Wednesday, 17 October 2012

The Cricketer's Guide to Modern Art

Modern art and cricket are uncertain bedfellows. Fantasy Bob has attempted to do his bit by introducing his world wide readership of 3 to the works of a wide range of artists, but still his readership is bemused.  They know what they like, but is reverse swing or the scoop art?

Fantasy Bob understands their plight – modern art can be confusing with, as John Lennon had it, Thisism and Thatism ism-ing all over the place. So to provide a little light in the darkness, Fantasy Bob has prepared this cricketer’s guide explaining the more significant movements in the modern art world.

Expressionism – Expressionist cricketers used vivid colours and abstracted forms to create spiritually or psychologically intense works focussing on depictions of war, alienation, the modern city and the use of strong and expressive language in response to umpiring decisions.

Abstract Expressionism – Cricketers in New York after World War II created a new style fitted to the post-war mood of anxiety and trauma. They were committed to an expressive art of profound emotion and universal themes, embracing spatial ambiguity, colour fields, gestural abstraction and the use of strong, abstract and expressive language in response to umpiring decisions.

Constructivism - Constructivist cricketers emerged in Revolutionary Russia and celebrated 'art as machine,' emphasising space, construction, and industrial materials. While they occasionally constructed strong language in response to umpiring decisions, their works were more influenced by a fascination with the heavy roller.

Minimalism - Minimalist cricketers emerged in the 1960s in response to the excesses of Abstract Expressionism. Minimalism has inspired many lower league cricketers to eschew such excesses as scoring runs, taking wickets or doing anything meaningful in the field while still being able to make use of minimal but strong language in response to umpiring decisions.

Cubism – Cubism may well claim to be the most important 20th Century movement. Instead of depicting objects from one viewpoint, the cubist cricketer depicts the subject from a multitude of viewpoints to represent the subject in a greater context. However, on the whole cubist cricketers have found that playing pace bowling from a multitude of simultaneous viewpoints of square leg and deep mid off has not been particularly successful. It has caused, amongst other things, confusion in running between the wickets leading to the use of strong language from multiple viewpoints in response to umpiring decisions.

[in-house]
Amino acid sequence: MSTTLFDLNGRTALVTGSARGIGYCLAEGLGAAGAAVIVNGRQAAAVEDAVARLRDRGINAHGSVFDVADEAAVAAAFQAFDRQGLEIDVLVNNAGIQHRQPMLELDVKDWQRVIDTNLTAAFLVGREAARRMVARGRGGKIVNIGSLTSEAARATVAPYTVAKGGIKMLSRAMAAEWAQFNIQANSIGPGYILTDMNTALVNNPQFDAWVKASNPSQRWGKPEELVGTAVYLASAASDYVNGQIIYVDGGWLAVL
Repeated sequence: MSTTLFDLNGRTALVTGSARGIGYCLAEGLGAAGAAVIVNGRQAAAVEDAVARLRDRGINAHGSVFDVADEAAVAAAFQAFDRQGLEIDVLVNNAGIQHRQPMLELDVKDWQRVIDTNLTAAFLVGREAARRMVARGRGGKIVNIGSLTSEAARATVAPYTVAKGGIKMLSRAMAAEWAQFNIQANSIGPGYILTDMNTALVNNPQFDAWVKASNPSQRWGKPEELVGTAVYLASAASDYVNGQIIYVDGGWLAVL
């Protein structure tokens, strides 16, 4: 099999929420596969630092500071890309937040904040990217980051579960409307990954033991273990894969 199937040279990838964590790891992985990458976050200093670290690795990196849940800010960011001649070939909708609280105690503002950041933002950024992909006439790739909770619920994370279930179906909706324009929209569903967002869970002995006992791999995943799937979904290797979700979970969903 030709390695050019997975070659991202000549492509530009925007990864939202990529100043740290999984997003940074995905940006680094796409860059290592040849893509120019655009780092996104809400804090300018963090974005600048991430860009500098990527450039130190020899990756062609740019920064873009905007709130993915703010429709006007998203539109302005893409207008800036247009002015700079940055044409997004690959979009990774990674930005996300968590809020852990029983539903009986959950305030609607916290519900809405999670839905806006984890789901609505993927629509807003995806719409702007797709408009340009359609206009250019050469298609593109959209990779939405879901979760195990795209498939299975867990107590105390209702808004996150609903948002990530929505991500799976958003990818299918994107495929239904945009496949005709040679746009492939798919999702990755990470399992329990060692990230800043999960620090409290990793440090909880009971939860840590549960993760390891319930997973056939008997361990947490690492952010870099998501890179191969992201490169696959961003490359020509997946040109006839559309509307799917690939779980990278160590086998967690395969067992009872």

Dadaism - Dada emerged in the early 20th century and scorned bourgeois conventions to celebrate random chance, and the deliberate provocation of outrage. Its randomness has found its highest expression in the 21st Century in Fantasy Bob’s approach to captaincy of the All Star Carlton Fourth XI which regularly inspires outrage without making use strong language in response to umpiring decisions.

Fauvism – in the early 20th century these cricketers were labelled les fauves or wild beasts. They favoured vibrant colours and wide and sweeping gestural strokes across the canvas. Fauvist cricketers combined wide and sweeping gestures with their use of strong language in response to umpiring decisions  

Conceptual Art – this has nothing to do with cricket - it's just crap.


  1. Some interesting comparisons there but which would FB prefer - Jackson Pollock or Graeme Pollock?

    1. FB previously considered the cricketing skills of Jackson Pollock but in comparison with modern artist Shaun Pollock. Graeme Pollock's work belongs to the classical tradition.